Three 6 Mafia have managed some amazing feats in their time, as the duo of Juicy J and DJ Paul, not only have created some anthemic hits like “Tear The Club Up”, “Sippin’ On Syrup”, and “Stay Fly”, but also have 1) beat Martin Scorcese to his first Oscar (that’s Oscar, not Grammy) and 2) collaborated with Tiesto just before the stateside EDM boom. It’s safe to say these dudes have always been ahead of the game. So it was not surprising that just when you thought they were done, that Juicy J comes back with “Bandz A Make Her Dance”, a downtempo strip-club anthem that helped shape the sound of club-hop for 2013, dominating the space at a 60 BPM pace.
“Bandz A Make Her Dance” is the exact opposite of songs that inspired the late 90′s / early 2000′s crunk movement, like the aforementioned “Tear The Club Up”. Rather than being a wilding out club track, the song is almost laid back, propelled by it’s tales of strip clubs and dollar bills, inspiring many similar songs around the same tempo, and about the same subject matter. A surprise hit, naturally the next move was for Juicy J to follow-up with a new solo album, now under Wiz Khalifa’s Taylor Gang camp, and thus, Stay Trippy is upon us.
But for all the viral success of “Bandz…”, The Juice has had a hard time replicating that success into another massive hit single, despite a few lukewarm follow-ups. “Show Out” with Young Jeezy and Big Sean is a close second, yet “Bounce It” with Trey Songz and Wale failed to hit the mark. While the brilliantly degrading “Scholarship” with A$AP Rocky is sure to take it’s place as next year’s strip club anthem, it’s more or less the same song.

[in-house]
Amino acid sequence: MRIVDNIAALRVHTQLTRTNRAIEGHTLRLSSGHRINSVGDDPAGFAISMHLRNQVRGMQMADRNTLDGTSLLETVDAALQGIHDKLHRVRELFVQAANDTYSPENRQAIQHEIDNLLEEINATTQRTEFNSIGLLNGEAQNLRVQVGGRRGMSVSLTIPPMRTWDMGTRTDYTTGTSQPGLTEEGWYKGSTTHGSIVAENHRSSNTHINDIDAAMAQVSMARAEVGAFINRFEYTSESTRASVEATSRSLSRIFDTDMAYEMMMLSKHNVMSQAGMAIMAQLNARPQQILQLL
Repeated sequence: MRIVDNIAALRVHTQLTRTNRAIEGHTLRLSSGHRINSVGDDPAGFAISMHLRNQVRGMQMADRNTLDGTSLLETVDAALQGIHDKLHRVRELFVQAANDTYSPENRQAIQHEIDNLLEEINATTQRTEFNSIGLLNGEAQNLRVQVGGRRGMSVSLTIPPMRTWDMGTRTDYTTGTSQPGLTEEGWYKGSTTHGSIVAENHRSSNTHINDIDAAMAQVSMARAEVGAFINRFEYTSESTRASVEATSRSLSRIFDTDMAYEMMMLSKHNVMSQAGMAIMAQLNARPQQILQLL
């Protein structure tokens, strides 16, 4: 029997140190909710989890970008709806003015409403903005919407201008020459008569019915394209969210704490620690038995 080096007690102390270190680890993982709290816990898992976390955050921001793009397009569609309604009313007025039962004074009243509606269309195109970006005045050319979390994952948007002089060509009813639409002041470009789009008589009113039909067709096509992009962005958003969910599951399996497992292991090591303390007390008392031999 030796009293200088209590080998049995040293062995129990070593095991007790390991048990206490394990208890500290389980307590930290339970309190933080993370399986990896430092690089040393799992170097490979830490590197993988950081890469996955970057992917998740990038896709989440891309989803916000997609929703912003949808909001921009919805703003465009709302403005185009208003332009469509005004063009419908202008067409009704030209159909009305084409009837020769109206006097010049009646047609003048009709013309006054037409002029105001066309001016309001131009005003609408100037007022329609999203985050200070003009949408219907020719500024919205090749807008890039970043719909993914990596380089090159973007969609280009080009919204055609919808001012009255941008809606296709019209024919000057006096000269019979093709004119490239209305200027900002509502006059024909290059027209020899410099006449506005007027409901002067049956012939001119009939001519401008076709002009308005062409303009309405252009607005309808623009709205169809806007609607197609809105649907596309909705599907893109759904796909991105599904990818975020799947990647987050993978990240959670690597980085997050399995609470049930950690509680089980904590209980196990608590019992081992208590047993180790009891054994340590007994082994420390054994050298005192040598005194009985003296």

That’s the big problem with Stay Trippy, a redundant 16 track album that repeats the same themes, over and over again. When not rhyming about money, weed or women, Juicy gets thuggy on songs like “No Heart, No Love”, “Gun Plus A Mask”, and “Smoke A N***a”, but these are literally three iterations of the same idea. The same can be said for both “So Much Money” and “Money A Do It”, or the two Wiz Khalifa songs. Sadly, “The Woods”, with Justin Timberlake fails to capture the same magic on 2006′s “Chop Me Up”, from JT’s Futuresex/Lovesounds LP.
While neither Juicy J or DJ Paul are rap scholars by any stretch of the imagination, they did compliment each other well. Unfortunately on Stay Trippy, Juicy’s simplistic A-B rhyme style and “yeah ho!” propulsion quickly wears thin on the listener, even a third of the way into the album’s hefty 16 tracks. It’s clear there’s a strategy of throw-it-all-at-the-wall-and-see-what-sticks, but unfortunately it just seems like a bunch of wadded up, glitter-stained $1 dollar bills.
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